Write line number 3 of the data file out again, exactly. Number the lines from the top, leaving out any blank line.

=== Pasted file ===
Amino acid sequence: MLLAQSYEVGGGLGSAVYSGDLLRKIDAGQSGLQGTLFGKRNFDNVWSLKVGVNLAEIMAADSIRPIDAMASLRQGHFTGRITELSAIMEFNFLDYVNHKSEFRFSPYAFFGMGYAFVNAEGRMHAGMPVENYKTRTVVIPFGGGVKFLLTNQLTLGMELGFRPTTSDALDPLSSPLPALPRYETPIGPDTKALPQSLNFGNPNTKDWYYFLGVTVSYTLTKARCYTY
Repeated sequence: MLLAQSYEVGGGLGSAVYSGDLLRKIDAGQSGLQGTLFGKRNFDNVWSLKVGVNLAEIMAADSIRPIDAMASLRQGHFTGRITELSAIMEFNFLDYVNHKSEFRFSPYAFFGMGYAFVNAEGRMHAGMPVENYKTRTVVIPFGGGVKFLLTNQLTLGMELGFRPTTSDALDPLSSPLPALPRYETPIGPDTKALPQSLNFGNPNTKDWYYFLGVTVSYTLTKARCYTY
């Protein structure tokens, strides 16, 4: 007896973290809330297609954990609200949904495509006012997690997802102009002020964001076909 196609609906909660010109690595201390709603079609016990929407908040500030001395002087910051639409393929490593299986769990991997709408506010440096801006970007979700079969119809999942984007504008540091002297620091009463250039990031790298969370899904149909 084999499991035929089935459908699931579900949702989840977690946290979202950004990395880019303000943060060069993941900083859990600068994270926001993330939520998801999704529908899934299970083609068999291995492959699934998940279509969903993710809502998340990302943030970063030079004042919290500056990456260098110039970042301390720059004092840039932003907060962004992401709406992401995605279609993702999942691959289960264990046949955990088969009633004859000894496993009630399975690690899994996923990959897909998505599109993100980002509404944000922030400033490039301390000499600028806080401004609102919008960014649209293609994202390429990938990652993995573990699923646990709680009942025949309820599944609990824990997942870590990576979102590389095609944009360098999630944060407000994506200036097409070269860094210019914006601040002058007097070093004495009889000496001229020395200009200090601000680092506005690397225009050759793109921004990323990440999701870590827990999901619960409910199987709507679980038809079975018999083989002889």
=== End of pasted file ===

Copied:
């Protein structure tokens, strides 16, 4: 007896973290809330297609954990609200949904495509006012997690997802102009002020964001076909 196609609906909660010109690595201390709603079609016990929407908040500030001395002087910051639409393929490593299986769990991997709408506010440096801006970007979700079969119809999942984007504008540091002297620091009463250039990031790298969370899904149909 084999499991035929089935459908699931579900949702989840977690946290979202950004990395880019303000943060060069993941900083859990600068994270926001993330939520998801999704529908899934299970083609068999291995492959699934998940279509969903993710809502998340990302943030970063030079004042919290500056990456260098110039970042301390720059004092840039932003907060962004992401709406992401995605279609993702999942691959289960264990046949955990088969009633004859000894496993009630399975690690899994996923990959897909998505599109993100980002509404944000922030400033490039301390000499600028806080401004609102919008960014649209293609994202390429990938990652993995573990699923646990709680009942025949309820599944609990824990997942870590990576979102590389095609944009360098999630944060407000994506200036097409070269860094210019914006601040002058007097070093004495009889000496001229020395200009200090601000680092506005690397225009050759793109921004990323990440999701870590827990999901619960409910199987709507679980038809079975018999083989002889």